For most gardeners, the delicious fruit is the primary reason to grow raspberries in the home landscape, but it isn’t the only reason. A healthy plant will offer protection for birds and wildlife, and if you pick the berries as soon as they ripen, there should still be enough fruit to share with hungry songbirds. Raspberries are also surprisingly low-maintenance plants, but they can spread quickly.The biggest challenge is keeping raspberries neatly pruned so they don’t take over.
Keep the raspberries free of weeds, which will rob the plants of much needed water. Once you’ve removed the weeds, put a thick layer of mulch such as peat moss, pine needles, straw or bark chips under the raspberries. Mulch will keep moisture in and will help keep weeds under control.
Give the raspberry plants 1 to 2 inches of water each week. Don't allow them to dry out completely between waterings.
Feed the raspberries twice a year for the first 12 months, and then scale back to once every year in the early spring. A good quality 10-10-10 fertilizer will have the best combination of nutrients for raspberries.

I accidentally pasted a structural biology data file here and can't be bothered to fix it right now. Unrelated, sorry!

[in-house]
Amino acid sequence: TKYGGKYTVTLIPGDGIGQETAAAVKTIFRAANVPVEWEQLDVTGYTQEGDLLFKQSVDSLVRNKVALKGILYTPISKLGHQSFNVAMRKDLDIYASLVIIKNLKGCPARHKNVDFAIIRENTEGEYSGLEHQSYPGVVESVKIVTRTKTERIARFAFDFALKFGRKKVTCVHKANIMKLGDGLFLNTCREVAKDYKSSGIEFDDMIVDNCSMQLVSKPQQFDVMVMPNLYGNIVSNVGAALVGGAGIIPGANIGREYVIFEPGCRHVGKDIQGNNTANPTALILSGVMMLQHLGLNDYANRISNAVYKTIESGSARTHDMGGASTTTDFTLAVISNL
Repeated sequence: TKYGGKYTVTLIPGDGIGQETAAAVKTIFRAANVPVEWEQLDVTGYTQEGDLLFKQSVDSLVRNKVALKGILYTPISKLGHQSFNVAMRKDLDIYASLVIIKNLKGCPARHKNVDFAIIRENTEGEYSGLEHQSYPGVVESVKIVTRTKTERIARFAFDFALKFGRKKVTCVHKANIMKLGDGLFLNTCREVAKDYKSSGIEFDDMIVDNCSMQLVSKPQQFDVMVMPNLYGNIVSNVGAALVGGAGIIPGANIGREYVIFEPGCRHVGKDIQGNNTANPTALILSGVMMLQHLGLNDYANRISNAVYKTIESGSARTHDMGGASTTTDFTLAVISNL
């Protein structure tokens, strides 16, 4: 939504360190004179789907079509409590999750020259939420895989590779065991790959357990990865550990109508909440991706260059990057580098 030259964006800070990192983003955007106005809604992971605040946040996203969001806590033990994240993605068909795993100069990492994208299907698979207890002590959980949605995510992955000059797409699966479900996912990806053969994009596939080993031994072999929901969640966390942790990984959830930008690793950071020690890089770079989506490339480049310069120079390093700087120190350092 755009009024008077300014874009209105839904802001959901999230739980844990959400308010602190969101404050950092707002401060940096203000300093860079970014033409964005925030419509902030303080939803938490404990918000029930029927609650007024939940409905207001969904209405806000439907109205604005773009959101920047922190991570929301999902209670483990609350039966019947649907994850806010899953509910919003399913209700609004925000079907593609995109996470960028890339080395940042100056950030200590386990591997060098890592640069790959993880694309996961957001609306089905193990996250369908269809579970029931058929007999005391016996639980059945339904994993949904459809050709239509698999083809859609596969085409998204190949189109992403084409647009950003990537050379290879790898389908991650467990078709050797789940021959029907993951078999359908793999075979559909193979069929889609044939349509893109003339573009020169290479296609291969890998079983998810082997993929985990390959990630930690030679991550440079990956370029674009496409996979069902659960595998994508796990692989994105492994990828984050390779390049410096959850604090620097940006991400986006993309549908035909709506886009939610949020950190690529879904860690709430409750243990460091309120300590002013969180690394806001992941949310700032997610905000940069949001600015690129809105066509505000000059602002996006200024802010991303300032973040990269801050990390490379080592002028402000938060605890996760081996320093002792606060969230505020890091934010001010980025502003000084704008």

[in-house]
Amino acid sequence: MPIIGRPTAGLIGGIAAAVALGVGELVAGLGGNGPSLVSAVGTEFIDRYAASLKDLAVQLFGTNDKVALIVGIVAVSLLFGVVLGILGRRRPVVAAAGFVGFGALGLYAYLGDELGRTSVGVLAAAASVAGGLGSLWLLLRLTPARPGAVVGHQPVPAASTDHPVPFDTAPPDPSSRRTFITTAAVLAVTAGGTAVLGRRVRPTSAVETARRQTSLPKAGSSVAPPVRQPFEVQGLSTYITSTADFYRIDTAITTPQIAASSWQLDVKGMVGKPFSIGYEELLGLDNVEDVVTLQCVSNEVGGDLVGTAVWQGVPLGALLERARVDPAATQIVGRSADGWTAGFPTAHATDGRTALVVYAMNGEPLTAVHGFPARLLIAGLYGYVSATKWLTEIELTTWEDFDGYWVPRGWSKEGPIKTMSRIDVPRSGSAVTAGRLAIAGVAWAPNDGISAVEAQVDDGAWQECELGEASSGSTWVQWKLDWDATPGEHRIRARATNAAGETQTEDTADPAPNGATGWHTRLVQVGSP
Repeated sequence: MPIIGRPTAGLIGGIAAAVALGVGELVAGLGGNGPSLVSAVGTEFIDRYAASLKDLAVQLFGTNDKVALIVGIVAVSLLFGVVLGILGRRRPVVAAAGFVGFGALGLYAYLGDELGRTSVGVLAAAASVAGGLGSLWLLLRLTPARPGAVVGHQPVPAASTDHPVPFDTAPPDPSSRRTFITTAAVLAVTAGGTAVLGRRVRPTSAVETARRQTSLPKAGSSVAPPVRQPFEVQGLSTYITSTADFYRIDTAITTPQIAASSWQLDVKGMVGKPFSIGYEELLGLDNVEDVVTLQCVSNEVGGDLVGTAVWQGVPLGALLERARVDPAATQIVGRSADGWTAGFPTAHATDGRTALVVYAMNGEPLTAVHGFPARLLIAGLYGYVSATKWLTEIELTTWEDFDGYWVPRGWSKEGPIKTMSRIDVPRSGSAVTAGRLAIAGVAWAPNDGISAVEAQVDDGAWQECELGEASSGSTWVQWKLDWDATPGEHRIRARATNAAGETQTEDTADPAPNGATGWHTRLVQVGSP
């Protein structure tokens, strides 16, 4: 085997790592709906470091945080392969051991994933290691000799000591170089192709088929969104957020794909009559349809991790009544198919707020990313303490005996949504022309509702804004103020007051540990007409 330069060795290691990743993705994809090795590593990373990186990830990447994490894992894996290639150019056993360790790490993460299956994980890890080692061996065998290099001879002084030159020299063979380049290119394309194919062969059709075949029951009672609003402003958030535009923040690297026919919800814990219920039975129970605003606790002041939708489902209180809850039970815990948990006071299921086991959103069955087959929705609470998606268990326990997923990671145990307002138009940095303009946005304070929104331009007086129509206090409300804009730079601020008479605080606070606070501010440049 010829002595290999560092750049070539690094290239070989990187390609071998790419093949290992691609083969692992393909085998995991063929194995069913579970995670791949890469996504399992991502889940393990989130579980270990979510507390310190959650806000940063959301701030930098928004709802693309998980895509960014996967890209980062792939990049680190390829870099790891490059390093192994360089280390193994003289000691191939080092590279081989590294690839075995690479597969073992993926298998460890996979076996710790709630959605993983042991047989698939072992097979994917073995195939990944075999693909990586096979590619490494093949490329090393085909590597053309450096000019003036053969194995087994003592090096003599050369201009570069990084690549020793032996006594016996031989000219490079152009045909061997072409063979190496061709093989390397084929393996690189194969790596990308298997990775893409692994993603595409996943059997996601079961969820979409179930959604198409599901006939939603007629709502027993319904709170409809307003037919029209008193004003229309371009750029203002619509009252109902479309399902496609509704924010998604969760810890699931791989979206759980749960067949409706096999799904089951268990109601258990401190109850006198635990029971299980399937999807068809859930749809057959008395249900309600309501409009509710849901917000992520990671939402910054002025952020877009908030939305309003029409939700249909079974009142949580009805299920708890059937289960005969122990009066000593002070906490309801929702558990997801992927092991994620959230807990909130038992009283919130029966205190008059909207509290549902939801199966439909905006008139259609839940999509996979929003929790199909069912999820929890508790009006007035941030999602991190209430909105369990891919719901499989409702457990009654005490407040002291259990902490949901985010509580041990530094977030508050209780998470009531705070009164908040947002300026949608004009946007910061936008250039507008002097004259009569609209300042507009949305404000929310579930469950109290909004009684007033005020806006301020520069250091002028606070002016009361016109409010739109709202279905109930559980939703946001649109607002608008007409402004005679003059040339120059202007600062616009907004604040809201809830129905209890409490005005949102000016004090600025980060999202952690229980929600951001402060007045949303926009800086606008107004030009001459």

Prune raspberries every spring, and again as needed throughout the growing season. Each raspberry bush shouldn’t be allowed to expand more in 18 inches in width, so remove any canes that grow outside of that area as well as any canes that look weak, or that show signs of insect damage. Canes will only produce fruit one season, so remove any canes that have peeling, gray bark, as this indicates that the canes produced fruit last year. Raspberries are thorny, so be sure to wear gloves.
Provide a trellis or a wall to support the canes that are left after you’ve finished pruning. Attach the canes to the trellis with string.